The design solution may not be replicable in other parts of the Islamic world, as local conditions vary, but the approach – which allows new design solutions to emerge from an in-depth knowledge of the local context and ways of building – clearly provides a fresh and hopeful model for sustainable building globally.1
Although mud walled buildings are widely seen as inferior by the local people because they tend to indicate a more impoverished situation, Heringer and Roswag persuaded the client to explore the use of mud construction not only to save money on the project, but to develop a more sustainable and economically responsible model for future building in the community. This new building strategy would be “based on two types of energy: muscles and sun, resources that are available everywhere…”2 The process that was developed inserts sustainable local resources and new construction techniques into the vernacular building process. It is, therefore, deeply contextual in its relationship to utilizing resources, but it also seeks to improve the context rather than perpetuating less-than-ideal practices which have, over time, become routine.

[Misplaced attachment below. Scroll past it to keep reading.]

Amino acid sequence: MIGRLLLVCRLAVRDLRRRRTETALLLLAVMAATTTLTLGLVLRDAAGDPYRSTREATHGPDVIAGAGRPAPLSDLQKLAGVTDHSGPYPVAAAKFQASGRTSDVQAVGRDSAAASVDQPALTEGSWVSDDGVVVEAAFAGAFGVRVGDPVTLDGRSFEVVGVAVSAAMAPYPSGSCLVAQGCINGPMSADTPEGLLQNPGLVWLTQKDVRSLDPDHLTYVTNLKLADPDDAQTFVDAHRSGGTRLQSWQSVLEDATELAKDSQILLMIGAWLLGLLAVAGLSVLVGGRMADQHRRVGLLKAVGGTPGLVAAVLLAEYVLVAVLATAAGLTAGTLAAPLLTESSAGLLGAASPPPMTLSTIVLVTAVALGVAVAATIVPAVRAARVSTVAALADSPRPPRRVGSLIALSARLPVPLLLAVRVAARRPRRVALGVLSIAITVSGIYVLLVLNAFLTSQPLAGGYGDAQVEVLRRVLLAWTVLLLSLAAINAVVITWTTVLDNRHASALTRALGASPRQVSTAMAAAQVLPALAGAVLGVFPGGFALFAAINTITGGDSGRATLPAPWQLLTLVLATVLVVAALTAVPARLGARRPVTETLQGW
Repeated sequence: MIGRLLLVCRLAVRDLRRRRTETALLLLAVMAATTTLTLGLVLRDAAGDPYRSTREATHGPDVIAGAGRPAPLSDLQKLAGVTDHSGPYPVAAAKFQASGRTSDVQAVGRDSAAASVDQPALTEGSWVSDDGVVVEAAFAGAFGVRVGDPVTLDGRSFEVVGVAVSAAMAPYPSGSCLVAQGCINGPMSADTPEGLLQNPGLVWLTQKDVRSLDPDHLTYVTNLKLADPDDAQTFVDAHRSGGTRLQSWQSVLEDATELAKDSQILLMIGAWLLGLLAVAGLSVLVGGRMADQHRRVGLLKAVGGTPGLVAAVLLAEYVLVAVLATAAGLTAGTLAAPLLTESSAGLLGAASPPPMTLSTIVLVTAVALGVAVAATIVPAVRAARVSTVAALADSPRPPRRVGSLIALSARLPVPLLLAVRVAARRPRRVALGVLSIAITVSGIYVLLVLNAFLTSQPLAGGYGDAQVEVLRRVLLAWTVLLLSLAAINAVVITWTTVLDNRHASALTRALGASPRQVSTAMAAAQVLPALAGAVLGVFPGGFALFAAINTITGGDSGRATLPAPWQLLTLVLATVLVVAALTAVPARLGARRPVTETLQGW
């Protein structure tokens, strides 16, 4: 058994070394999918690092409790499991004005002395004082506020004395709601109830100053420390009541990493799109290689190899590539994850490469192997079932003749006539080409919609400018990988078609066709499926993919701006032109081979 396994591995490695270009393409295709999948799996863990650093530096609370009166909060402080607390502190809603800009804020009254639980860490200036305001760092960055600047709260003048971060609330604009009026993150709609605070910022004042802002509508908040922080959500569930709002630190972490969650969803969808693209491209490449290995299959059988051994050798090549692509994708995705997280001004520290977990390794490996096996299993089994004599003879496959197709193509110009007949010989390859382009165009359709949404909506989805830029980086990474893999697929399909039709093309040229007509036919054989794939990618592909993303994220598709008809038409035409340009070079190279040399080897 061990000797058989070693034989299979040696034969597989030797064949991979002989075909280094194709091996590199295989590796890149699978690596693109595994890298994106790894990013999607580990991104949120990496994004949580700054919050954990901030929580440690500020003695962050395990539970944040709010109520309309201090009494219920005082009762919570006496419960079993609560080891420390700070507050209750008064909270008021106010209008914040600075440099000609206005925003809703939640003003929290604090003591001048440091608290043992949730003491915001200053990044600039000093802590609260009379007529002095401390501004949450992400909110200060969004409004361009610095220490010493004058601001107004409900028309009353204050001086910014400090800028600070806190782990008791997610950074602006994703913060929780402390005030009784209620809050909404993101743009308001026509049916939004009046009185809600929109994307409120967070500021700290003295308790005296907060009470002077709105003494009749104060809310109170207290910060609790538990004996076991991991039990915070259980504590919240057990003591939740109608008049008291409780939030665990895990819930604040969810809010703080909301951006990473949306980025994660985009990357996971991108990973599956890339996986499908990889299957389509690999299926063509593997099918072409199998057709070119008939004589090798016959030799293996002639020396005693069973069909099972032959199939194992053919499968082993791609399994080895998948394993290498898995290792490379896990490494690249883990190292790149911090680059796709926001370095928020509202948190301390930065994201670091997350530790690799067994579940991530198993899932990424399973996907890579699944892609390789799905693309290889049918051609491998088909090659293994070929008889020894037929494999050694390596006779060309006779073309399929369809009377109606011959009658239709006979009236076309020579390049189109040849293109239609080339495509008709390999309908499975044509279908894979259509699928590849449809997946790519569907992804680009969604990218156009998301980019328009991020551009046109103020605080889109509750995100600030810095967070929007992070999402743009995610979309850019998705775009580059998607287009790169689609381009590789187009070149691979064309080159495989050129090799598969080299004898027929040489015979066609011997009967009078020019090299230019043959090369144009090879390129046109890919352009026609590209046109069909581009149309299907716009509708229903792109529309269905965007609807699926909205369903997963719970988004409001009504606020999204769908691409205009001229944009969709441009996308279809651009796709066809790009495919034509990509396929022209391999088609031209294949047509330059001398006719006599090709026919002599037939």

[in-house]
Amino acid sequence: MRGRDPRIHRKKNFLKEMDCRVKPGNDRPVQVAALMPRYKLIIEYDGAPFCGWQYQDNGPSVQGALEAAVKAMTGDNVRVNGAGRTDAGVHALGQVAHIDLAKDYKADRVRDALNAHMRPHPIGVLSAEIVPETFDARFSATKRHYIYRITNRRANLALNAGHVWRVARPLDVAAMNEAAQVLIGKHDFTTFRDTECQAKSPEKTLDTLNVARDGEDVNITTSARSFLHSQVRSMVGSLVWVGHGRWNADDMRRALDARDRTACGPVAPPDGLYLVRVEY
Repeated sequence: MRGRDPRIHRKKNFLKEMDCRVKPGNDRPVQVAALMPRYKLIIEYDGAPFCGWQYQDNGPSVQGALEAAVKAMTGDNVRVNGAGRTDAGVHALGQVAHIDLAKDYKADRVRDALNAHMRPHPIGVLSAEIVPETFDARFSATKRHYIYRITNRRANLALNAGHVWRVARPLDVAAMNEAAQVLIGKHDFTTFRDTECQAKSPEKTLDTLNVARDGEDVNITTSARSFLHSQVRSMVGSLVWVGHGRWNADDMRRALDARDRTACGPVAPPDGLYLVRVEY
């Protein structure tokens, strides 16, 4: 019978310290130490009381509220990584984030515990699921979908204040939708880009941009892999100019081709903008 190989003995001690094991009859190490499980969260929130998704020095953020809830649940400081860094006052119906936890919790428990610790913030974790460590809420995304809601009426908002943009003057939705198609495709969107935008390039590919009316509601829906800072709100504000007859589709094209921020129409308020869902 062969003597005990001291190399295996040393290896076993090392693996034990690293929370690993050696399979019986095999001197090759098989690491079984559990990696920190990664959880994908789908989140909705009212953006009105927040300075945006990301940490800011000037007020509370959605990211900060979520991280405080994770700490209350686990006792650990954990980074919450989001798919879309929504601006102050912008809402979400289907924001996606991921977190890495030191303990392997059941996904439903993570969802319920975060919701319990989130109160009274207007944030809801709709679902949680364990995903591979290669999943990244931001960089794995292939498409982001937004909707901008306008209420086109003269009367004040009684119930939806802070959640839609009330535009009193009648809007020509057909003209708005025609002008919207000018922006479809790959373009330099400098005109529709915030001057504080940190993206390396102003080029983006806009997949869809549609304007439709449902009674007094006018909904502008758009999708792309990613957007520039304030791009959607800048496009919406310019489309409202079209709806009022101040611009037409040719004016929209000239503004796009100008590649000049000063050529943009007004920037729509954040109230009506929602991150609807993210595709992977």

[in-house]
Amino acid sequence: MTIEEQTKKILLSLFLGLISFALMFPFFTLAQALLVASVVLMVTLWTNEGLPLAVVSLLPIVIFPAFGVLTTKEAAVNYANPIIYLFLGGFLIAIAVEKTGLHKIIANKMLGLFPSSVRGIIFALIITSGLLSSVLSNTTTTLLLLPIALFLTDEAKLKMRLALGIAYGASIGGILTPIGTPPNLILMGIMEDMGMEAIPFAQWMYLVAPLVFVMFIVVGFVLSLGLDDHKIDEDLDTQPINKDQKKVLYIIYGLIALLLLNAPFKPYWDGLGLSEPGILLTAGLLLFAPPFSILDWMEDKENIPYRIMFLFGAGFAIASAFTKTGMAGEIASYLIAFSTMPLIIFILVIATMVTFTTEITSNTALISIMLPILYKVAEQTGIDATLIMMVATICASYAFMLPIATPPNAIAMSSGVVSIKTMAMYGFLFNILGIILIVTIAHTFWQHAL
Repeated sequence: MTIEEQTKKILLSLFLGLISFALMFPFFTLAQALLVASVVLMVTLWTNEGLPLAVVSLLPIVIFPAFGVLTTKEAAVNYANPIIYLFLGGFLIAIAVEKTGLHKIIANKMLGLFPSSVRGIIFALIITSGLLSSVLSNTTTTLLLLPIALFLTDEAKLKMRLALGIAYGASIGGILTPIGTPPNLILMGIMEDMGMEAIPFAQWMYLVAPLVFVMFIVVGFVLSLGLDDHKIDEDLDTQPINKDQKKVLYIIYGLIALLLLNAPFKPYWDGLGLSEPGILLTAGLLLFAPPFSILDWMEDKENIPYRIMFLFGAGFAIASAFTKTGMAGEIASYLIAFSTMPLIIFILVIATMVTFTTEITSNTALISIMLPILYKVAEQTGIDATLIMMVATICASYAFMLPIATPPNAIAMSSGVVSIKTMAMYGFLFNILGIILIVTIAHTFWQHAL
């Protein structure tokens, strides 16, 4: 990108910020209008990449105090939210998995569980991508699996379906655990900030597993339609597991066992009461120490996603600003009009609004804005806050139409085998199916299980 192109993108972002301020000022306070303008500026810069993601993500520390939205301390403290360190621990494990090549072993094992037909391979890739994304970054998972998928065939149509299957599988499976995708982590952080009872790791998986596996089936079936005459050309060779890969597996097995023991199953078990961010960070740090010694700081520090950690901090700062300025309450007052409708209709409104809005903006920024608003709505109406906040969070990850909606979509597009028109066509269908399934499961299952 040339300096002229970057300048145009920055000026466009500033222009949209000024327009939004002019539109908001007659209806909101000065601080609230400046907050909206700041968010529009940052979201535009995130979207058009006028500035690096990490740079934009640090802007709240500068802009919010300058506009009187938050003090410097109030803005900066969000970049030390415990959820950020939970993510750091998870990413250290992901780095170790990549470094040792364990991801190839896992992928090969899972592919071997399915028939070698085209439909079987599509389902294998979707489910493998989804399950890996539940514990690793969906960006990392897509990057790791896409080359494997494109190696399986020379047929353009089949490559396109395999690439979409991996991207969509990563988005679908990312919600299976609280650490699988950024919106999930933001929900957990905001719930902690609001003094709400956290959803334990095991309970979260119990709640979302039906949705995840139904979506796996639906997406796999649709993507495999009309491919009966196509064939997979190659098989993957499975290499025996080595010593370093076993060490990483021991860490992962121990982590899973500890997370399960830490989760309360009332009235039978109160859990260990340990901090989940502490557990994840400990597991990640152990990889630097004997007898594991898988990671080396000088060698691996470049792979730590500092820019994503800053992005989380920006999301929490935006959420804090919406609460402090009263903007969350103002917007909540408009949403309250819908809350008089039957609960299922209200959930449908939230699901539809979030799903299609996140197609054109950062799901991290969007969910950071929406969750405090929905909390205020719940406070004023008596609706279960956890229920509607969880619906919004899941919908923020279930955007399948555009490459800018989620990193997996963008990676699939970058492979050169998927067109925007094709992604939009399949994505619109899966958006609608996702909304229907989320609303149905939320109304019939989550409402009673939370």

This is an excerpt from Chapter 13 of Introducing Architectural Tectonics.
Photograph | Courtesy of Kurt Hoerbst | METI Handmade School with students playing.
1 Pamela Johnston, ed. Intervention Architecture: Building for Change (London: I. B. Tauris & Co Ltd, 2007), 148.
2 “Anna Heringer: Desi, Rudrapur, Bangladesh, 2007-08 and Meti, Rudrapur, Bangladesh, 2005,” Lotus International, no. 140 (2009): 9.